LOS ANGELES — As much mystery as there is surrounding Latvian basketball prospect Kristaps Porzingis, the unknown part isn't really tied to an uncommon name or the distant geography.
It's the same old mystery that scouts have forever grappled with: a darkness that doubles in its half-full description as "potential."
Porzingis could become so much more, because as little muscle and polish as he has, he is very much 7'1" with evident skill.
Absolutely, there's darkness all around him: where he'll fill out, how he'll learn, if he can truly compete and thrive at a higher level.
And the fear for NBA executives presently sitting in the dark—and specifically the Los Angeles Lakers at No. 2 overall—is spending a precious high pick on a nightlight.
Porzingis isn't that, though.
It was only a matter of time before the talents Porzingis clearly possesses became appreciated in the mainstream, feeding into the excitement of NBA front offices to hit home runs instead of doubles.
The Lakers are the ideal club to be tested by this.
No matter how conservative general manager Mitch Kupchak might seem, the Lakers are unafraid of the bold choice. They are dead set on finding something special rather than something safe.
Clearly, they are in no danger of losing their massive fanbase. And their belief is that they won't be picking this high very often, so this is no short-term investment. If Porzingis is going to have a better career than Jahlil Okafor, then Porzingis should be the choice—no matter if he offers little in Kobe Bryant's expected farewell season besides a reminder that Bryant won two titles with Ukrainian Slava Medvedenko once upon a time. (Slava, now 36, actually attended a Lakers game last season with his wife and daughter.)
The Lakers aren't new to this chase, either.
They viewed Porzingis as perhaps even a likely pick before the lottery balls bounced their way and they moved up to No. 2 instead of one of the lesser slots.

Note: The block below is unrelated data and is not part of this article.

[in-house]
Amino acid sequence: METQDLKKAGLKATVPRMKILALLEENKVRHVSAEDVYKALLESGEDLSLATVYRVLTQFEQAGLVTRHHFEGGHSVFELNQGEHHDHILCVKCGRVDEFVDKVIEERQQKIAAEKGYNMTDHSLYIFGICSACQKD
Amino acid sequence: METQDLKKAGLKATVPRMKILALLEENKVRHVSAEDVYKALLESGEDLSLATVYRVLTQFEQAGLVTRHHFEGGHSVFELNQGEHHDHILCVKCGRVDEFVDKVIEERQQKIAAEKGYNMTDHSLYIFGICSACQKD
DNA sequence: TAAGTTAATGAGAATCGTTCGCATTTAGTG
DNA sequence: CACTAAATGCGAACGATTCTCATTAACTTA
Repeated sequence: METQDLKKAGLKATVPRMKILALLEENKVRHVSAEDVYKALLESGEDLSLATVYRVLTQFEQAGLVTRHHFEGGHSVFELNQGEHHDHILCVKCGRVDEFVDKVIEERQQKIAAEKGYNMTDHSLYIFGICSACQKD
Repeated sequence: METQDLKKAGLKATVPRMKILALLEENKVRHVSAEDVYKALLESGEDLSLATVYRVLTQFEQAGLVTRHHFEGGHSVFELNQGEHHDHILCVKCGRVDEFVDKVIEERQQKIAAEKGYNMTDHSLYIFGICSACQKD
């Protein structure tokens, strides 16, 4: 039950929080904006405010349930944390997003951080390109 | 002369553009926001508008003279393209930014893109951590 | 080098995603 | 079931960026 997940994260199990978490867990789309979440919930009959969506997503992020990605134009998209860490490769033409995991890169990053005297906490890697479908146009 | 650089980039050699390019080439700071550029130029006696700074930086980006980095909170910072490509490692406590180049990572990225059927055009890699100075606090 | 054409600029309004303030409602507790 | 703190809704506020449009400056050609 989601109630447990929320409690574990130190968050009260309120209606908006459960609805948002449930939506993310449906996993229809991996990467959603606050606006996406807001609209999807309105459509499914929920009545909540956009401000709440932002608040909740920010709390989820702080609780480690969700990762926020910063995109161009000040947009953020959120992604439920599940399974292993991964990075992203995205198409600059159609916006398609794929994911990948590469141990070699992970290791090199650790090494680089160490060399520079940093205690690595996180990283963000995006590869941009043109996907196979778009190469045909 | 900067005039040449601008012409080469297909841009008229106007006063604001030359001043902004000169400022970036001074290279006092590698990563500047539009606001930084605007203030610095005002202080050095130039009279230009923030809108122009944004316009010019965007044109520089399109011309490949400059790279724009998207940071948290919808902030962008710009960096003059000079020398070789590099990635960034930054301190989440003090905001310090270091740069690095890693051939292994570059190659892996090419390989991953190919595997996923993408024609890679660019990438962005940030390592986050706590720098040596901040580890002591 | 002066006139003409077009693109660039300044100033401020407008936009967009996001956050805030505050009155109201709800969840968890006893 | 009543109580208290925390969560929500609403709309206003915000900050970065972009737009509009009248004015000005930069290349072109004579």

They've been over to Spain to see Porzingis play with Sevilla. Kupchak, Jim Buss, assistant GM Glenn Carraro, scouting director Jesse Buss, assistant scouting director Ryan West and scout Chaz Osborne were among a considerable Lakers contingent to attend Porzingis' recent workout in Las Vegas. The team followed up immediately with a private workout his agent preferred stay clandestine at the Lakers' home facility last Monday night.
All that said, the Lakers are not expected to take Porzingis. There is ongoing consideration for the undeniably impressive D'Angelo Russell, too.
But the two centers, Karl-Anthony Towns and Okafor, have too much size and certainty. Okafor is, all things considered, the right choice for the Lakers.
Whether this ultimately winds up being anything more than due diligence for the Lakers with Porzingis or Russell depends also, in part, on how much the Lakers are anchored in the belief that they have a post-based offense immediately ready with Bryant and Okafor, whose ability to finish inside and pass out of double-teams is already at a high NBA level.
Assuming Towns goes No. 1 to the Minnesota Timberwolves, Okafor probably proves too much to pass up for the Lakers—meaning the opportunity will fall to the outside-the-box Philadelphia 76ers at No. 3 to ignore their perimeter positional need and how well Russell would fit and take Porzingis instead.
If the 76ers pass, then the challenge goes to the New York Knicks, who are not exactly in position to be the most patient with their future, considering Carmelo Anthony is 31 and Phil Jackson is very much on the clock with his player-personnel career experiment. Duke swingman Justise Winslow, an NBA-ready defender, is the more obvious pick in so many ways.
Which is why the darkness of being the draft's "man of mystery" is real.
Last year's skinny candidate for the honor, Australian point guard Dante Exum, went fifth overall to the Utah Jazz...and practically went through his rookie season unnoticed.
Exum did play, and he even started the last three months, but he largely went through the paces to learn. He might well evolve into a dynamic defender and capable threat on offense, but the painful part of drafting guys like him is that the mystery probably takes years to solve.
The reality is that the 19-year-old Porzingis is raw, too, but he could play backup minutes right now.
Just look at another of agent Andy Miller's clients, Nerlens Noel, who became a man of mystery from sitting out his first NBA season with an injury. He promptly surprised people by how good he actually was already.
Now is the time to investigate fully the possibilities that Porzingis is special.
That he is like Pau Gasol, a trailblazer so daring and determined to be great that he left home to play pro ball elsewhere, as Porzingis did in leaving Latvia at 15.
That he is like Dirk Nowitzki, with complete face-up comfort, a true shooting stroke from such a high release and, most important, an honest love for the game.
Except "Zinger" is also more athletic than either of those guys!
It's actually true.
That hardly means Porzingis' career will approach Gasol's or Nowitzki's, but the possibilities are fascinating.
Not necessarily irresistible. But fascinating.
Kevin Ding covers the NBA for Bleacher Report. Follow him on Twitter, @KevinDing.